If you tried to imagine which of the mediocre comedies produced by Hollywood over the last decade was least deserving of a sequel, “Miss Congeniality” might rise close to the top of the list. Its script, about a tomboy FBI agent going undercover as a beauty pageant contestant to catch a crook, was unpardonably feeble, and the execution was rote, with only a flamboyant supporting turn by Michael Caine standing out. But the picture was a middling success at the boxoffice, and star Sandra Bullock was also the producer, so perhaps a follow-up to the 2000 flick was inevitable. But as “Miss Congeniality 2: Armed and Fabulous” decisively proves, inevitability doesn’t insure quality. Despite the subtitle, it’s an utterly mediocre comedy that shoots blanks.

The picture picks up pretty much where the first left off, with Gracie Hart (Bullock) reveling in not only her new-found celebrity but also the affection of Eric Matthews (Benjamin Bratt), the colleague who fell for her over the course of the contest. But things quickly change as Gracie’s notoriety blows an undercover operation at a bank and an offscreen Matthews dumps her. (Bratt doesn’t appear in the movie at all, but his presence lingers over the entire picture like some bad aroma that air fresheners can’t obliterate.) Hart thereupon reverts to her klutzy, sad-sack persona, depressed over both Matthews’ decision and his promotion to an office far from New York, only to find that her boss (Ernie Hudson) has decided that the only way he can keep her in the field is to make her the celebrity “face of the FBI,” a well-coifed, beautifully-dressed fashion queen who’ll write a book about her experiences and travel about the country promoting it and interacting with her adoring public. To that end she’s assigned a flamboyantly gay stylist (Diedrich Bader, stepping in for Caine) to keep her looking like a porcelain princess and an ill-tempered bodyguard-agent named, in a cinematic in-joke, Sam Fuller (Regina King), an African-American woman with attitude problems. The main plot kicks in after about thirty minutes, when–just as Gracie and her entourage reach Las Vegas–sweet Cheryl (Heather Burns), who won the Miss United States Pageant, and its dumb-as-a-post, supervain M.C. Stan Fields (William Shatner) are kidnapped in the same city. She insists on joining the investigation, much to the displeasure of the arrogant station chief (Treat Williams), who assigns one of his men–sweet but goofy Foreman (Enrique Murciano)–to keep an eye on her. Naturally, he’ll become her helper instead.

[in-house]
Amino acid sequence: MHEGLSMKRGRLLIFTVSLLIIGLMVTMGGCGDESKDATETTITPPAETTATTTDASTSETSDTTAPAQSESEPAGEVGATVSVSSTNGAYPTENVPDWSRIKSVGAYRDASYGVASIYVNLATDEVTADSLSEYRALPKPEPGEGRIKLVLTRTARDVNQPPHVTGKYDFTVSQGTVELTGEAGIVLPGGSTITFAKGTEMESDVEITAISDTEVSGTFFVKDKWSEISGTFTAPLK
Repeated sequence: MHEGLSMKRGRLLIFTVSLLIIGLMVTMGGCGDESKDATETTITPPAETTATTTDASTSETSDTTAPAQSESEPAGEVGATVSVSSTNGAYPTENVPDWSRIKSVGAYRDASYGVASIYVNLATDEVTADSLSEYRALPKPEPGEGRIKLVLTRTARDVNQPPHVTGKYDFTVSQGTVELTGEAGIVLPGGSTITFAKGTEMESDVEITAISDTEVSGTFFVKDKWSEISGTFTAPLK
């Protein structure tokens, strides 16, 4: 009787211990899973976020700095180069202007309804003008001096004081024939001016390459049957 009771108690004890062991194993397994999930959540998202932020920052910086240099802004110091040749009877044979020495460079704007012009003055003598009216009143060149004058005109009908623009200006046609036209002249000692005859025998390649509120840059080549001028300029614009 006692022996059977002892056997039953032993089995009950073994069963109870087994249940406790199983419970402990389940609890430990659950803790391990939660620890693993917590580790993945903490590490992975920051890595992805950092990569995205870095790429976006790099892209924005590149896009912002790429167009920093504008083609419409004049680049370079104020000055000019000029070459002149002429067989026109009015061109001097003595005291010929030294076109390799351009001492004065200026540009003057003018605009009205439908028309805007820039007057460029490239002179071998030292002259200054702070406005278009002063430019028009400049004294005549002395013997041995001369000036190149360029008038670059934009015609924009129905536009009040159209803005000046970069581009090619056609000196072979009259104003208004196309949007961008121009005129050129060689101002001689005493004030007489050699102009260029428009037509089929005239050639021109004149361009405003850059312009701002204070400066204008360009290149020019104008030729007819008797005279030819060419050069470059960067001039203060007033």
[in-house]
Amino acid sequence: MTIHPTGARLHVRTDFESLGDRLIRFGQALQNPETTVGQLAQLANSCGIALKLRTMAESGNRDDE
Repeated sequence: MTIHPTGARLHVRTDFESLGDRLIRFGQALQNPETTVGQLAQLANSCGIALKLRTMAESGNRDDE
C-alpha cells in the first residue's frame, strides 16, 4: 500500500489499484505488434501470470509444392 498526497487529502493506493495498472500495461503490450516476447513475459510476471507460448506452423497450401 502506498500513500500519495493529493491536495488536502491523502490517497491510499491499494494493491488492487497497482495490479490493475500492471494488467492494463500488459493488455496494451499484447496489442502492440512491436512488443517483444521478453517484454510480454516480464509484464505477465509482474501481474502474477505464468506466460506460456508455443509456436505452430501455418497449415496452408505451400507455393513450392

In working out the complicated but simple-minded scenario that follows from these premises, Marc Lawrence–one of the three writers who penned the first movie–throws in everything but the kitchen sink. He provides ample opportunities for Bullock to engage in “I Love Lucy”-style physical shtick, going so far as to invent an especially unfunny episode in which she tackles Dolly Parton and another in which she, King and Bader dress up as supposed female impersonators to get backstage at a drag club (as well as a third in which she’s encased in really poor old-lady makeup). Sitting uncomfortably alongside these are the ostensible “deductive” moments when Hart unravels the facts behind the kidnapping–bits that involve the antics of the dim-bulb crooks, brothers Lou and Karl Steele (Abraham Benrubi and Nick Offerman, the former of whom played much the same part in the recent “Without a Paddle”) and what feels like endless scenes of Cheryl and Stan trussed up and threatened with death. Then there are the obligatory duet scenes in which Fuller loosens up and bonds with Hart over reams of saccharine girl talk (but not before they indulge in bouts of really unpleasant slapstick violence, which are intended to be funny but come off as just nasty). A bit of schmaltzy drivel concerning Gracie’s concern for a little girl who’s a fan of hers is even dropped in to offer material for a supposedly touching epilogue. And naturally there’s a big finale in which Gracie saves the day. None of this stuff works particularly well on its own, but taken together it’s pretty much a mess, with the elements jostling against one another so clumsily that at times it seems you’re watching several different movies spliced together. The effect is accentuated by the John Pasquin’s lax, lazy direction, which indulges Bullock entirely too much; she’d be much more attractive and engaging if the character were kept on a somewhat tighter leash. Bader gets his share of laughs with the broad gay gags, but most are distinctly old-hat, while King is more convincing as the mean-spirited Fuller of the initial reels than the supportive helpmate of the later ones, and isn’t particularly amusing as either. Burns, Hudson and Williams are pretty much wasted, and Shatner sends himself up once more, to ever-decreasing effect. The only person in the cast, in fact, who emerges with some real charm is Murciano (a regular on “Without a Trace”), who has to work overtime as the agent torn between obeying his boss and helping Gracie, but comes off pleasantly understated in a part that could have been a disaster. Technically “Miss Congeniality” is okay, though hardly top-grade.

At the end of “Miss Congeniality 2”–which, at just a tad under two hours, is really unconscionably long for a movie this flimsy–the notion that originally set the plot in motion, that Gracie is too well known to be useful in the field, is just conveniently forgotten, even though she’s just become even more famous as the result of her latest exploit. That’s illogical, but perhaps useful in that it teaches us the virtue of forgetfulness, especially of bad movies such as this one. As for Las Vegas, which is featured here (at least in exterior shots) at its most garish, maybe the CSI team can investigate how a stiff like this wound up in their town.